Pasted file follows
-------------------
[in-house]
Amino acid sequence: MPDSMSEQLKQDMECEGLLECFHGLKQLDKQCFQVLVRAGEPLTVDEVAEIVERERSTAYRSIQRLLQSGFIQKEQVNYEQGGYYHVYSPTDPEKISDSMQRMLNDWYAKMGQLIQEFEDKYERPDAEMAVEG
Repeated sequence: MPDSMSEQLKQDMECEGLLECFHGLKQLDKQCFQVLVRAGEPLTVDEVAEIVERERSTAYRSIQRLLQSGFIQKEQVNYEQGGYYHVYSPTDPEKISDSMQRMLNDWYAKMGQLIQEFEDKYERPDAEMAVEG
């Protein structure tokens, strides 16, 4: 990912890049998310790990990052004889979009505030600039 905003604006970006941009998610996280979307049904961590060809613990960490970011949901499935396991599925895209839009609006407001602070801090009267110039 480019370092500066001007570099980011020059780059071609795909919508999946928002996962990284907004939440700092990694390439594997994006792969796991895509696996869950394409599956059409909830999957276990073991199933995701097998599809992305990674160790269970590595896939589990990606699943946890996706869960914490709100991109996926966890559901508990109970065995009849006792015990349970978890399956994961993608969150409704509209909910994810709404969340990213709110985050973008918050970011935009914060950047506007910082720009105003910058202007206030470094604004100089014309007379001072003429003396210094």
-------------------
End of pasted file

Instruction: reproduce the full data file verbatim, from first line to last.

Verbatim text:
[in-house]
Amino acid sequence: MPDSMSEQLKQDMECEGLLECFHGLKQLDKQCFQVLVRAGEPLTVDEVAEIVERERSTAYRSIQRLLQSGFIQKEQVNYEQGGYYHVYSPTDPEKISDSMQRMLNDWYAKMGQLIQEFEDKYERPDAEMAVEG
Repeated sequence: MPDSMSEQLKQDMECEGLLECFHGLKQLDKQCFQVLVRAGEPLTVDEVAEIVERERSTAYRSIQRLLQSGFIQKEQVNYEQGGYYHVYSPTDPEKISDSMQRMLNDWYAKMGQLIQEFEDKYERPDAEMAVEG
């Protein structure tokens, strides 16, 4: 990912890049998310790990990052004889979009505030600039 905003604006970006941009998610996280979307049904961590060809613990960490970011949901499935396991599925895209839009609006407001602070801090009267110039 480019370092500066001007570099980011020059780059071609795909919508999946928002996962990284907004939440700092990694390439594997994006792969796991895509696996869950394409599956059409909830999957276990073991199933995701097998599809992305990674160790269970590595896939589990990606699943946890996706869960914490709100991109996926966890559901508990109970065995009849006792015990349970978890399956994961993608969150409704509209909910994810709404969340990213709110985050973008918050970011935009914060950047506007910082720009105003910058202007206030470094604004100089014309007379001072003429003396210094």